As members of the human species, we supposedly have a high level of intelligence, and therefore should be able to recognize the threats that are before us (“global warming” being the primary one). Despite that fact, however, there are many “deniers” among us—and we must not waste our time trying to “convert” them to a rational (i.e., science-based, rather than ideological) view. We must, rather, (a) identify the possible courses of action for addressing this problem, (b) determine the “pluses” and “minuses” associated with each course, and then (c) act on the most appropriate course(s), under the appropriate leadership.

Let us next, then, address the third question posed above, that of identifying possible courses of action in reducing, if not eliminating, the various threats associated with “global warming.”

Possible Courses of Action

I can think of just two basic possible courses of action:

1. The development, and widespread deployment, of energy sources other than carbon-based ones (and also other than nuclear energy, as the recent tragedy in Japan should convince us).

2. Way of life (WOL) changes such that dependence on carbon-based fuels is reduced eventually to zero (or nearly so).

The first of these two possibilities is the “obvious” course of action and the only one given attention in the mass media. Indeed, because information on wind power, solar energy (including passive solar), and biofuels has received a fair amount of publicity, I will eschew discussion of that option here in favor of the second option, that of way of life (WOL) change. In doing so, I would identify two suboptions:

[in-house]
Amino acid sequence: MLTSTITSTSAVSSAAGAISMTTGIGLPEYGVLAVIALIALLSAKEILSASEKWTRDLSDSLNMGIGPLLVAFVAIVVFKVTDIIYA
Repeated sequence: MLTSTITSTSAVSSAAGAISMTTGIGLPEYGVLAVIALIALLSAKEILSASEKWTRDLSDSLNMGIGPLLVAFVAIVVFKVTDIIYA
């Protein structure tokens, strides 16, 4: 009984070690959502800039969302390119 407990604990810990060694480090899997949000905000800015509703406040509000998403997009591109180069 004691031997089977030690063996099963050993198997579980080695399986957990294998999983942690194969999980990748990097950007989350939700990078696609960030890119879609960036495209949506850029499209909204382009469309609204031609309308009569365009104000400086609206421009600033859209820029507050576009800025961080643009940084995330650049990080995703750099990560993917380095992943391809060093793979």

1. Self-sufficient homesteads—“five acres and independence” (to allude to an old book by M. G. Kains).

2. Self-sufficient “intentional” communities.

Note here first that “self-sufficiency” implies reliance on a relatively small area for subsistence, with the further implication that that area would, of necessity, be limited in its resources: Given that it likely would contain no (accessible) fossil fuel, the residents of the area would need to rely on energy supplied by animals, humans, and biofuels (such as wood). How self-sufficient would a homestead or “intentional” community need to be before it would qualify as a truly “self-sufficient” unit? Given the virtual impossibility of being 100% self-sufficient—because some sales would be necessary to pay property taxes, and enough sales beyond that would be necessary to purchase certain essentials—I would be willing to categorize any unit as self-sufficient if it were 80% or more such.

The homesteading option would involve producing one’s own food, making that which would be necessary for one’s existence (e.g., housing), some production (for sale) beyond one’s needs so that one could pay local property taxes and make a few necessary purchases—and doing without that which one couldn’t produce for oneself or purchase on one’s limited budget. Although the grandparents of many of us were farmers, and were relatively self-sufficient, most of us now live in urban centers, and lack even an ability to do much gardening. But despite the fact that most of us lack the skills that would enable us to homestead successfully, an abundance of information exists for the use of anyone interested in attempting to establish a self-sufficient homestead.